The picture, by AP photographer Julie Jacobson, showed Lance Cpl. Joshua "Bernie" Bernard, 21, lying on the ground with severe leg injuries after being struck by a grenade in an ambush on Aug. 14, his fellow Marines tending to him. Bernard later died of his wounds.
Gates wrote a strongly worded letter to AP President and CEO Tom Curley on Thursday, saying it was a matter of "judgment and common decency" not to use the photo. A Pentagon spokesman said Gates followed up with a phone call "begging" Curley not to use it.
After the photo was published Friday, the Pentagon released its communications with the AP.
John Daniszewski, AP senior managing editor, said he respected Gates' view but that sometimes the government and press have different perspectives.
"We thought that the image told a story of sacrifice; it told a story of bravery," Daniszewski said. "We felt that the picture told a story that people needed to see and be aware of."
Jacobson and reporter Alfred de Montesquiou were embedded with Bernard's unit and had followed them on patrol in Dahaneh, Afghanistan. She took her pictures from a distance using a long lens. The AP on Thursday ran a package of photos from that day and others that showed his life in uniform and his memorial service. The AP also distributed a detailed story, accompanied by the photographer's journal and an article explaining why the photo was used.
Gates' plea came after the story and photo were sent on the wire but before the time set for releasing the package for publication. The AP had sent the photo as part of its package of stories and photographs under this "embargo" to give editors and producers time to consider whether to use the photo of the fallen Marine, the organization said.
Gates wrote that use of the photo of a wounded Bernard would mark an "unconscionable departure" from the restraint that most journalists have shown in covering the military since the Sept. 11, 2001 terrorist attacks. The AP did not change its decision.
"Why your organization would purposely defy the family's wishes knowing full well that it will lead to yet more anguish is beyond me," Gates wrote. "Your lack of compassion and common sense in choosing to put this image of their maimed and stricken child on the front page of multiple newspapers is appalling."
A check on Friday found the story had been used on at least 20 newspaper front pages. None used the picture of a mortally wounded Bernard on the front page, although it was used inside newspapers and on Web sites like the Huffington Post.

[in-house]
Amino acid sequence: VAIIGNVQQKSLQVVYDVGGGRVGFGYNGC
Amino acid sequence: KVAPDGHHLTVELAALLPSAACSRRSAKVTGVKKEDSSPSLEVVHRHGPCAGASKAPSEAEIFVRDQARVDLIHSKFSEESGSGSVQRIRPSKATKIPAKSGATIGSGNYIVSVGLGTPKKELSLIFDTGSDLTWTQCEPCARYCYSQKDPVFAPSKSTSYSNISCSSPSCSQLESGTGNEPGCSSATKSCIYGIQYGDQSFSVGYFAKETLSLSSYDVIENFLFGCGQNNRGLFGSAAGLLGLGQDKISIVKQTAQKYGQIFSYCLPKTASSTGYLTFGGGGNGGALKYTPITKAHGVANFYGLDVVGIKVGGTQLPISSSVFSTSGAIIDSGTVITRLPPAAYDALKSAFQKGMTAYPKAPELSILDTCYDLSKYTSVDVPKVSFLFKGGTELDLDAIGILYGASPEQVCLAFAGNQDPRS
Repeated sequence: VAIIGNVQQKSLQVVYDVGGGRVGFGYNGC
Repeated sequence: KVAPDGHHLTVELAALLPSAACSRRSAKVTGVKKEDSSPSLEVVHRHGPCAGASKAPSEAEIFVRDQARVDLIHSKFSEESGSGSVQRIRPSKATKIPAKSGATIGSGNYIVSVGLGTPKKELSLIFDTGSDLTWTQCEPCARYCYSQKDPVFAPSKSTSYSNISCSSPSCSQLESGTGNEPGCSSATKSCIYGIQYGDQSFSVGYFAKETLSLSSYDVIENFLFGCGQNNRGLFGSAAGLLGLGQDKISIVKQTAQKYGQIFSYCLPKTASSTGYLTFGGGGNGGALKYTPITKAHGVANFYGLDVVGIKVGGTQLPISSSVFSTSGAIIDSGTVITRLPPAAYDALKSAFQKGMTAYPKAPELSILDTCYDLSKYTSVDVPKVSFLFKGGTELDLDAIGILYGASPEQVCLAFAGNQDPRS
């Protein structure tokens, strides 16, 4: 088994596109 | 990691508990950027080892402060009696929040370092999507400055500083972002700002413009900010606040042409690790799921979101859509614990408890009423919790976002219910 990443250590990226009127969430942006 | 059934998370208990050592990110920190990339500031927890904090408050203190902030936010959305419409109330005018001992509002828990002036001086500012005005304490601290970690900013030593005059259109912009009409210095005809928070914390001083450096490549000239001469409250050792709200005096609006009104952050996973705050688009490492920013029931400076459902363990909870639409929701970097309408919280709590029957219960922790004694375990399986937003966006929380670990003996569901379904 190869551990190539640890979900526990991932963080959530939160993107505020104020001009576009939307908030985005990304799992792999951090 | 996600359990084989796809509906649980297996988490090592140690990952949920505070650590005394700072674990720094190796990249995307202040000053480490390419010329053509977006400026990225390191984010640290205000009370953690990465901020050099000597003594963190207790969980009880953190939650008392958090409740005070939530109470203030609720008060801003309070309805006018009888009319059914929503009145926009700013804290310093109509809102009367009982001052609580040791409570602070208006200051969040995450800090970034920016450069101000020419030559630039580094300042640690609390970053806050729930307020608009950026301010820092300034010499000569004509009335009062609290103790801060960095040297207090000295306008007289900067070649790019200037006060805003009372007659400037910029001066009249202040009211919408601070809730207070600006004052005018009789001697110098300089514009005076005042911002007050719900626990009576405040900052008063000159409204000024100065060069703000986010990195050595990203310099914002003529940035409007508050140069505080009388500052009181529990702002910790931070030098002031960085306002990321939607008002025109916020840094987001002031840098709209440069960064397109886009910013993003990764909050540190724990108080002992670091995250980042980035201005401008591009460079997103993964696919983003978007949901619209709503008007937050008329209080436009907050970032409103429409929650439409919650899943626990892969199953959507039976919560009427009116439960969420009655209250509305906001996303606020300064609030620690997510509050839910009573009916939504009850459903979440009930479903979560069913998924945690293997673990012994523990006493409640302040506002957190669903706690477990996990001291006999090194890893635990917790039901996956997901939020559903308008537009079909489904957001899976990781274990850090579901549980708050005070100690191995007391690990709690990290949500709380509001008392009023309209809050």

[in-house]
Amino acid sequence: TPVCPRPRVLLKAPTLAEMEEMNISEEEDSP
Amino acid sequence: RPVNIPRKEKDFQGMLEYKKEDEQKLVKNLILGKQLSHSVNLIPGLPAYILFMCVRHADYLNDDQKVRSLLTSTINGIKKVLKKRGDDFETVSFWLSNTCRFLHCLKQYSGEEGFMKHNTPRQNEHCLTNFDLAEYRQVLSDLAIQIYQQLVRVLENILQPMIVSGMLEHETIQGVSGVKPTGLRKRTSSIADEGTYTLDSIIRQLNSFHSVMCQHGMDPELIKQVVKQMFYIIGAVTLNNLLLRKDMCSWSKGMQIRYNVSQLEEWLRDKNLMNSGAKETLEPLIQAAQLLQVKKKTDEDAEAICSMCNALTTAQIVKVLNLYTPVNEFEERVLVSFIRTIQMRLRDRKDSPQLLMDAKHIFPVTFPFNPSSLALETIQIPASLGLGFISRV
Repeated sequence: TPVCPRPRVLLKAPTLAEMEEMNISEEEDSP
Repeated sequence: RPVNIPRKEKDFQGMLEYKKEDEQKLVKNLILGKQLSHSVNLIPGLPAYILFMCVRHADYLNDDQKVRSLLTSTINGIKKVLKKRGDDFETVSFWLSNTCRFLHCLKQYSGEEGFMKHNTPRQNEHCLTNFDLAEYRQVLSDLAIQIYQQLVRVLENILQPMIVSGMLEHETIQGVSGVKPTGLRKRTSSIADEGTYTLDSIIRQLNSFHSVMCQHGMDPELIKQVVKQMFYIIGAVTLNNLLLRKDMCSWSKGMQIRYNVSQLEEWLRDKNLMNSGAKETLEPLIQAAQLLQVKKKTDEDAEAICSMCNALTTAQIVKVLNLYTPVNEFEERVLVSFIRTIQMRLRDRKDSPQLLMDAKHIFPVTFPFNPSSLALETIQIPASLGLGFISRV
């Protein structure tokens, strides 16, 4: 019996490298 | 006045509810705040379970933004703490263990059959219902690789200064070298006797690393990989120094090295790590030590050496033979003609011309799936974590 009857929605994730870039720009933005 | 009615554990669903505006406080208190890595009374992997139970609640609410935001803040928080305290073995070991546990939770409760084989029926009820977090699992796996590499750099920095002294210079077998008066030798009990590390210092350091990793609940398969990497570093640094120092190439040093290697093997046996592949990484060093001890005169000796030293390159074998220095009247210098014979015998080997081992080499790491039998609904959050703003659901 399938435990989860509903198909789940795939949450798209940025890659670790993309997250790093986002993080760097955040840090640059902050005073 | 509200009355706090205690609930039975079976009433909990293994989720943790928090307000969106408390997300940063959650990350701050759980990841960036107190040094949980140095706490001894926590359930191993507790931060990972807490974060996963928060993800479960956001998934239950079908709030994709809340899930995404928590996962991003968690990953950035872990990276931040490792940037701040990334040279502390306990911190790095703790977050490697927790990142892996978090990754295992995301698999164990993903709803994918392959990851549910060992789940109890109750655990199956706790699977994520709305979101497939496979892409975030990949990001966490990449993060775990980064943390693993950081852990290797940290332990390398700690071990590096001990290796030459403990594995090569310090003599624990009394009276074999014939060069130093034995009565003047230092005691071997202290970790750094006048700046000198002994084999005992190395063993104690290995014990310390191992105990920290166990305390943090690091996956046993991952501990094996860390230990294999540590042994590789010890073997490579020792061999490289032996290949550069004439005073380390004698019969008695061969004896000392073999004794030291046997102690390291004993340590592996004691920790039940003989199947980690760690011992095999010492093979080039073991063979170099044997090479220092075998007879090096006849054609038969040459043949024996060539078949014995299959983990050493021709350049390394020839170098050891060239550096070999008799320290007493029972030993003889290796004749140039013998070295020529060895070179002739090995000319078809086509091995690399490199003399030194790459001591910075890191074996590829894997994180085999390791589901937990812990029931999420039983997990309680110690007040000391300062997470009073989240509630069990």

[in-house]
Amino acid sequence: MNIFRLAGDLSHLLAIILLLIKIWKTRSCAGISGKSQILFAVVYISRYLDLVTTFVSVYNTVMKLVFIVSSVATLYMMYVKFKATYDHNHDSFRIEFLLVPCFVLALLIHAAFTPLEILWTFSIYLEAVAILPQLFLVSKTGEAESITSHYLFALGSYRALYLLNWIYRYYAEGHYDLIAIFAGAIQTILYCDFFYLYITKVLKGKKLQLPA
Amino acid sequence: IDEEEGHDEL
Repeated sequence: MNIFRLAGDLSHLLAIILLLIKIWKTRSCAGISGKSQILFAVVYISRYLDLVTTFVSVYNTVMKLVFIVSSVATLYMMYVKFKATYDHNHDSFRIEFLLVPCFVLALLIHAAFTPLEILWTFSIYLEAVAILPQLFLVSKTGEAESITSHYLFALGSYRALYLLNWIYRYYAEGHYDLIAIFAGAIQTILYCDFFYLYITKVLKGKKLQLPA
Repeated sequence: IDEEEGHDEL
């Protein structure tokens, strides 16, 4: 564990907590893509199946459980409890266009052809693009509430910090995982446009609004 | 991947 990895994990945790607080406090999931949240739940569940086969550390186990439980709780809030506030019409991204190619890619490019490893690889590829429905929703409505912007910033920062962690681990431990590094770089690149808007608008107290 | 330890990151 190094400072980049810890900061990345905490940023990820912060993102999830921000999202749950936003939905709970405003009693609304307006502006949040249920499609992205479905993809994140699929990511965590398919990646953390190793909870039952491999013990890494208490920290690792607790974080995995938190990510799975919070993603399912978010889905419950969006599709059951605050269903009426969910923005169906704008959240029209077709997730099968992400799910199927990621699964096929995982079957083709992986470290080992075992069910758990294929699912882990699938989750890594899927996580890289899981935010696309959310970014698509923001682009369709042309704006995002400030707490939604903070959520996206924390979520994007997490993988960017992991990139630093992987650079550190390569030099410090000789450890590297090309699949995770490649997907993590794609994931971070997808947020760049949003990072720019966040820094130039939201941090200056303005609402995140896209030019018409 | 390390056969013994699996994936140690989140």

The Newark, N.J., Star-Ledger ran a picture of Bernard's memorial service on its front page and the ambush picture inside. Editor Jim Willse said it was "not a difficult decision for us," and said it would have run the ambush picture out front "if the story had been presented differently."
The Wheeling, W.Va., Intelligencer ran the photo inside and an editorial explaining why it did "after hours of debate."
"Too often, we fear, some Americans see only the statistics, the casualty counts released by the Department of Defense," the newspaper wrote. "We believe it is important for all of us to understand that behind the numbers are real men and women, sometimes making the ultimate sacrifice, for us."
Not all of its readers agreed: One woman, having seen the picture in the Intelligencer, made an angry, emotional phone call to AP spokesman Paul Colford to protest it.
The Portland (Me.) Press-Herald ran an editor's note with the story saying it had received the photo but believed it would be in "poor taste" to publish it. Bernard was raised in New Portland, Me.
While the story was being written, an AP reporter visited the home of John and Sharon Bernard to learn more about their son. The couple was shown Jacobson's pictures, and requested that they not be used. In a later fact-checking phone call, John Bernard asked in stronger terms that the photos not be used, Daniszewski said.
Although the family was shown the pictures ahead of time as a courtesy, "we did not ask permission" to use them, Daniszewski said.
"There was no question that the photo had news value," he said. "But we also were very aware the family wished for the picture not to be seen. That created a difficult choice between our job to document the war and our respect for the suffering of the corporal's family."
During lengthy internal discussions, the family issue was the most difficult, he said. Ultimately, the AP concluded that "the photo itself is a part of the war we needed to cover and convey."
The AP had received dozens of e-mails and phone calls about its decision by mid-Friday, many of them critical, Colford said. It was a topic on Twitter, with one tweet saying: "as the wife of a retired Marine, and the mother of a soldier who is now in Afghanistan, I find the AP's `choice' to be a disgusting one."
The Huffington Post put the picture on its front page Friday under the headline, "Snapshot of an Unseen War." It provoked a vigorous debate among its readers. One wrote: "This just isn't right. The man is dead. Not injured. Dead. Just wrong."
The AP received an e-mail from some former military supporting its decision. Dan Cahalan, an Afghanistan veteran, wrote that "this is one of the realest accounts from a journalist I have ever read and just wanted to thank (Jacobson) for her honest reporting of the war."
Jorge Ruiz of Glendale, Ariz., said he and other ex-Marines had often talked about the sanitation of war and the social implications of a lack of images showing what war is really like.
"Death and the ugliness of war is not something we look forward to but a necessity to put the war in its proper context," said Ruiz, who also wrote the AP. "A picture is worth a thousand words. I applaud your courage to distribute the photo and the story of the death of Lance Cpl. Bernard."
Associated Press Writer Pauline Jelinek in Washington contributed to this report.